The 25th International Congress of Psychology was held in Brussels, Belgium, on July 1924, 1992. Géry dYdewalle and Paul Bertelson served as Co-presidents. Organization of the congress followed traditional lines established by previous congresses. The Scientific Program Committee consisted of nine Belgians with Marc Richelle as Chair. Géry dYdewalle was chairman of the 12-member Management Committee. Paul Bertelson was Chairman of the overall Executive Board, which consisted of the chairmen of all the committees plus the current and immediate Past-Presidents of the Belgian Psychological Society and the IUPsyS liaison, Germaine de Montmollin. A Scientific Advisory Board of nearly 80 additional Belgian psychologists completed the organizational plan.
Wide international participation in the congress was fostered in several ways. The Scientific Program Committee invited psychologists from many countries and made sure that symposia included members from several different countries. Funds were obtained from several sources so that those psychologists from the developing countries and from Eastern Europe who requested financial aid could receive exemption from the registration fee. Free or inexpensive accommodations were provided for a large number of psychologists who requested help. Over 4000 individuals from 70 countries attended the congress, a record number.
|Géry dYdewalle: Co-president of the 25th International Congress of Psychology, Brussels, 1992. He became Secretary-General of the IUPsyS (19921996), and then President of the IUPsyS (19962000). |
For the first time, abstracts of the keynote addresses, state-of-the-art lectures, and all the papers to be presented at the Congress were published just in advance of the Congress as a special issue of the International Journal of Psychology, Volume 27, Issues 3 and 4, June/August 1992. The book was made possible by the diligence and efficiency of the Belgian Scientific Program Committee, by the journal editors, and by excellent cooperation from the publisher, Erlbaum UK. In addition to 3785 abstracts, the book contained a brief report of the IUPsyS Committee on Communication and Publications, the Annual Report of IUPsyS, and a Directory of the Unions national members. Afinal section of the book was devoted to abstracts of special sessions organized under the IUPsySan open forum and round-table for journal editors and 8 thematic sessions totaling 50 individual presentations sponsored by the Unions research and special project networks. It was an impressive publication, running to 694 pages, that provided a ready reference for congress participants as well as a permanent archive summarizing the scientific content of the congress.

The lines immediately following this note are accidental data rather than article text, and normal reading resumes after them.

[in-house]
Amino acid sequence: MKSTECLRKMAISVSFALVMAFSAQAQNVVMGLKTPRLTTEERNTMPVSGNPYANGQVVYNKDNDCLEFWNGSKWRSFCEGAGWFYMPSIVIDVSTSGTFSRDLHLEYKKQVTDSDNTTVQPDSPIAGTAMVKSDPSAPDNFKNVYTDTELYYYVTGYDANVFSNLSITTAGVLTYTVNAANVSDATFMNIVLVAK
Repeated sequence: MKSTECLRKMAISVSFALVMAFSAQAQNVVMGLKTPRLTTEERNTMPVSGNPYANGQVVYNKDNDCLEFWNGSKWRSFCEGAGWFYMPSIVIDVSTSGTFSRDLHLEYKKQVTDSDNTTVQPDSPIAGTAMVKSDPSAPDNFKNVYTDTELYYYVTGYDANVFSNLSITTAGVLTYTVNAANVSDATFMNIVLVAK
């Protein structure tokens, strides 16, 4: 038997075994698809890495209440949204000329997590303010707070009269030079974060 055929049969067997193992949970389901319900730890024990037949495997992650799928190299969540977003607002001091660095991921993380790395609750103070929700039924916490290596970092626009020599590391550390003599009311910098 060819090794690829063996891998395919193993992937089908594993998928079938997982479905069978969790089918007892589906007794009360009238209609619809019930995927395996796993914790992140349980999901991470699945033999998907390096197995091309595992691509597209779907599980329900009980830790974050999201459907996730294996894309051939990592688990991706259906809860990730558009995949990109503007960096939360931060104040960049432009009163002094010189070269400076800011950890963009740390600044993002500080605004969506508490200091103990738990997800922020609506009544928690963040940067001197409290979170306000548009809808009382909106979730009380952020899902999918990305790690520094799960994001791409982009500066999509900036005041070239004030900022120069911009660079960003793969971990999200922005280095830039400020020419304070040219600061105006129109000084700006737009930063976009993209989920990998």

Altogether, the main scientific program consisted of 13 keynote addresses by distinguished scientists, 22 state-of-the-art lectures highlighting the latest research findings in selected areas, 129 symposia, 115 thematic sessions of individual papers, and 123 interactive poster sessions. Following the congress, 10 of the keynote addresses were published in Volume 1 (Bertelson, Eelen, & dYdewalle, 1994 ) of a two-volume seriesfive by Americans and one each from five other countries. Volume 2 contained 18 of the state-of-the-art lectures (dYdewalle, Eelen, & Bertelson, 1994 )8 by American authors, 2 each by British and German authors, and 1 each by psychologists from Colombia, Italy, Israel, Poland, Sweden, and France. These two volumes focused primarily on experimental, laboratory-based research, with a heavy emphasis on cognition. But when combined with the Special Issue of the Journal containing abstracts of all the presentations, a thorough account of international perspectives on psychological science in the early 1990s was given.
|Paul Bertelson: Co-president of the 25th International Congress of Psychology, Brussels. |
The Unions Assembly met during the congress on two occasions, July 21 and 23, to hear reports, act upon recommendations from the Executive Committee and national member delegates, to conduct the two-stage election process for new officers to lead the Union until the Montréal congress in 1996, and to consider new business. Four new national members were admitted to the Unionthe Union of Estonian Psychologists, the Hellenic Psychological Society, initially representing Greece with the proviso that the representation would be changed shortly to a new National Committee of Psychology, the Portuguese Society of Psychology, and the Singapore Psychological Societybringing the total number of national members to 51. In addition, representation from Colombia was changed from the Colombian Federation of Psychology to the Colombian National Committee of Psychology. Both Greece and Colombia followed in the footsteps of several other countries by forming a National Committee representative of two or more psychological societies as the Union member. In addition, the European Association of Personality Psychology was welcomed as a new affiliate member, bringing the number of affiliates to nine.
The Assembly formally accepted the invitation by the Swedish Psychological Association to hold the 27th International Congress of Psychology in Stockholm in the year 2000. In other action, the Assembly approved the Executive Committees recommendation that a permanent legal venue be established in Montréal, with the understanding that the Société du centre de conférences internationales de Montréal, a non-profit organization founded by the federal and provincial governments of Canada and the city of Montréal, would provide the Union with office space and support staff for at least 2 years, in addition to conference facilities, general assistance, and advice.
Consistent with the above action, Article 4 of the Statutes was amended to read, the Union has a legal venue in Montréal.